The global autonomous robot market was valued at around USD 4.6 billion in 2016 and it is expected to reach more than USD 11.9 billion million by 2024. It is expected to grow at a CAGR of over 14% between 2017 and 2024.

Source: Global Newswire

 

What is the business value of this IoT use case and how is it measured?
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When are autonomous robots practical?

Autonomous robots are particularly useful when one of the two criteria are met:

1. The environment is either dangerous or expensive for humans to operate in. For example, spaceflight and mine sweeping are both dangerous fields of human activity. Spaceflight is also extremely expensive due to the cost of supporting human life in space. 

2. The task requires simple, routine action in high volume with a modest level of dynamic adjustment. For example, store-to-door goods delivery and highway trucking are both routine activities yet require the ability to react to unexpected situations within a range of possibilities. Likewise, in a production environment, a robot performs a largely repetitive action but must respond to unpredicted variables such as the precise orientation of a component it is assembling, or modification of the task in order to customize orders. 

What are the core functionalities of an autonomous robot?

The concept of an autonomous robot is broad and can include a wide range of devices with very different capabilities. However, any autonomous robot should have some ability to perform these basic functions:

1. Gather and process information about the environment.

2. Work for an extended period without human intervention under unpredictable stimuli. 

3. Move through its operating environment without human assistance (but with pre-determined constraints).  

4. Avoid situations that it has been programmed to identify as undesirable, such as harm to people, property, or itself.

More advanced robots may be capable of optimizing their efficiency or adding new capabilities as they 'learn' through by processing data. The capabilities of robots can also be improved through system upgrades enabled by collective data processing. For example, a fleet of vehicles could receive regular updates that incrementally improve fuel efficiency based on the processing of their collective operational data under diverse driving conditions.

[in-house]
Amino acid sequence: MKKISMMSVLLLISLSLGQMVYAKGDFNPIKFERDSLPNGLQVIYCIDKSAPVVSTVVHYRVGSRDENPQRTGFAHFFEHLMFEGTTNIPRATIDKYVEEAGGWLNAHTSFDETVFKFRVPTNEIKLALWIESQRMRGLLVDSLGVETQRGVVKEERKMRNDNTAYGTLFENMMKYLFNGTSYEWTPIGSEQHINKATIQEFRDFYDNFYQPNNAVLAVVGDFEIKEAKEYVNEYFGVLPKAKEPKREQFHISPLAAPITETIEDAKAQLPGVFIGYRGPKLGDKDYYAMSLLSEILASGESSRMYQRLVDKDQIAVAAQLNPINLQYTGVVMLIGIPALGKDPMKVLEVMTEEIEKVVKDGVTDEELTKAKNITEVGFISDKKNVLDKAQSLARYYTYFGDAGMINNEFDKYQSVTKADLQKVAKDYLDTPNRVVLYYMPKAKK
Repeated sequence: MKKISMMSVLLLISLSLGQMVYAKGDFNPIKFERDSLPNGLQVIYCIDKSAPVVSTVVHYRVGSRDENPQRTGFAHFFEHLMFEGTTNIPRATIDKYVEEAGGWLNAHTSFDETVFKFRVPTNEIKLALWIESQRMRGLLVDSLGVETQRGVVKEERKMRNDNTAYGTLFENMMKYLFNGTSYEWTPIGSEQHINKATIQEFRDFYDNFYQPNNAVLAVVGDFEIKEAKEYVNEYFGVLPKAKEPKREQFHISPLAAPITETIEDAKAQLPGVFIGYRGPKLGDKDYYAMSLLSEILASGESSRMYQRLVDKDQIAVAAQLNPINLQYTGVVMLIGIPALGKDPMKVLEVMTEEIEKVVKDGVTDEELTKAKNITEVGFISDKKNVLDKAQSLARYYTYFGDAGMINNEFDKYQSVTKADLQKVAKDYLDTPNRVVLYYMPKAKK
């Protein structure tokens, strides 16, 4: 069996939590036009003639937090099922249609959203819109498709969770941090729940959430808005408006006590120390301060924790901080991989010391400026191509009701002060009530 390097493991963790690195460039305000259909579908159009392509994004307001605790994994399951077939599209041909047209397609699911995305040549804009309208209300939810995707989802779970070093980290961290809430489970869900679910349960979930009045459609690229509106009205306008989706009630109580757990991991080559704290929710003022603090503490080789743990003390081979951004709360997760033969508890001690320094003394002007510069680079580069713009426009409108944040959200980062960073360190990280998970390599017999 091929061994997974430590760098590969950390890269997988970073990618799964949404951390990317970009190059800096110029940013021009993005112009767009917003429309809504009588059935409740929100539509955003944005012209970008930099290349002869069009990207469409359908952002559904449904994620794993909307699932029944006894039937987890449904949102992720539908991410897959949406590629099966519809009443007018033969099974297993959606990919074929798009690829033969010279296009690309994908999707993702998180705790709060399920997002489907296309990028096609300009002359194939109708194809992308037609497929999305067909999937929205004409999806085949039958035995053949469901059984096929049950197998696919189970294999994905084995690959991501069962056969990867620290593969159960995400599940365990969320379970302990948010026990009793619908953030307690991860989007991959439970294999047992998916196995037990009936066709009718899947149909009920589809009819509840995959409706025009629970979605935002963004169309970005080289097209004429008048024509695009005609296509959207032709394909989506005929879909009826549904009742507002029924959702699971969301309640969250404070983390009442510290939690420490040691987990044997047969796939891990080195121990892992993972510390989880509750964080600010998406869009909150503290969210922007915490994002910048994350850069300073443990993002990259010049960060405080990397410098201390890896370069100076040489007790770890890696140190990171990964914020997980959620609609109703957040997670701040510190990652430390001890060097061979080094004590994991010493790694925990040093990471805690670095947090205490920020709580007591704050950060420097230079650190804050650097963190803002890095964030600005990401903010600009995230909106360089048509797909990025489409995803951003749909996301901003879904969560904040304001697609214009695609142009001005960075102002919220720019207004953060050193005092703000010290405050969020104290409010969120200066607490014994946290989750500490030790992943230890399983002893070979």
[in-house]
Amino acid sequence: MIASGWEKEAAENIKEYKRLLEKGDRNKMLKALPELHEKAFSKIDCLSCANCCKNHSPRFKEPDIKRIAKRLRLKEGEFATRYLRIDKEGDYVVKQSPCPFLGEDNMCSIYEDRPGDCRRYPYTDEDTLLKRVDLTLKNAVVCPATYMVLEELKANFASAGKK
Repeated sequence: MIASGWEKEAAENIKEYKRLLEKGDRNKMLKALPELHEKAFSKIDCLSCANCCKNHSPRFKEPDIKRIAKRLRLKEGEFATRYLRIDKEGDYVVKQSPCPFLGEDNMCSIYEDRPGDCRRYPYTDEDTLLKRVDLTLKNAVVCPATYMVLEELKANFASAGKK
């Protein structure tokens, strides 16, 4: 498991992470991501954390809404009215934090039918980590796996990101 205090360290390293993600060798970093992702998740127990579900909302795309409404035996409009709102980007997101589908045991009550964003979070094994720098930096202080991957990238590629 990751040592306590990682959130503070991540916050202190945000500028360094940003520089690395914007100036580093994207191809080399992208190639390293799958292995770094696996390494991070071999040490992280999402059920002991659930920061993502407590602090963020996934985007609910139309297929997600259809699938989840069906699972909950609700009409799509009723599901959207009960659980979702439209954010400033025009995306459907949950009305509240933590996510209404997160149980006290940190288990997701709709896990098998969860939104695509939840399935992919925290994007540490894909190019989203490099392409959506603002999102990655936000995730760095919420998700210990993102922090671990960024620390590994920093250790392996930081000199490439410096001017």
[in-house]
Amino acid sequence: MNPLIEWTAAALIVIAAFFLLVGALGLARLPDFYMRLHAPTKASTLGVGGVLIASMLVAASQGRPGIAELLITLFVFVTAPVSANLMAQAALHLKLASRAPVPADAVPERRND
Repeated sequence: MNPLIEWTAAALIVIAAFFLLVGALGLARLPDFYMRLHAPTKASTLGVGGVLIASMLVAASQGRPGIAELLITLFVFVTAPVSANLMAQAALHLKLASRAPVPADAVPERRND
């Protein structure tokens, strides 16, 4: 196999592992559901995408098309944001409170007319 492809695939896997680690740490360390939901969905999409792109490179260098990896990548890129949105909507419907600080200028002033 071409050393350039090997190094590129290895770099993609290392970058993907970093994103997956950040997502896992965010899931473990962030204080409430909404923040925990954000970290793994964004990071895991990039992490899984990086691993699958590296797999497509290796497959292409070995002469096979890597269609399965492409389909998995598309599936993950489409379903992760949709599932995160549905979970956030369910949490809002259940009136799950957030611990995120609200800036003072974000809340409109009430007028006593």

Who is involved in purchasing decisions, and who are the primary system users?
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Business Owners and Executives: Business owners and executives are primarily concerned with the strategic implications of adopting autonomous robots within their organizations. They evaluate the potential benefits, such as increased productivity, cost savings, and competitive advantage, against the investment required for robot deployment. Business leaders also assess the impact of autonomous robots on workforce dynamics, job roles, and organizational culture, recognizing the need for workforce reskilling and change management initiatives to ensure successful integration and acceptance of robotic automation.

Operations Managers and Production Supervisors: Operations managers and production supervisors are responsible for overseeing day-to-day operations and optimizing manufacturing processes. They view autonomous robots as valuable assets for streamlining production workflows, improving operational efficiency, and enhancing product quality and consistency. These stakeholders collaborate closely with robotics engineers and technicians to design and implement robotic solutions tailored to specific production requirements, ensuring seamless integration with existing equipment and workflows while maximizing the utilization and performance of autonomous robots on the factory floor.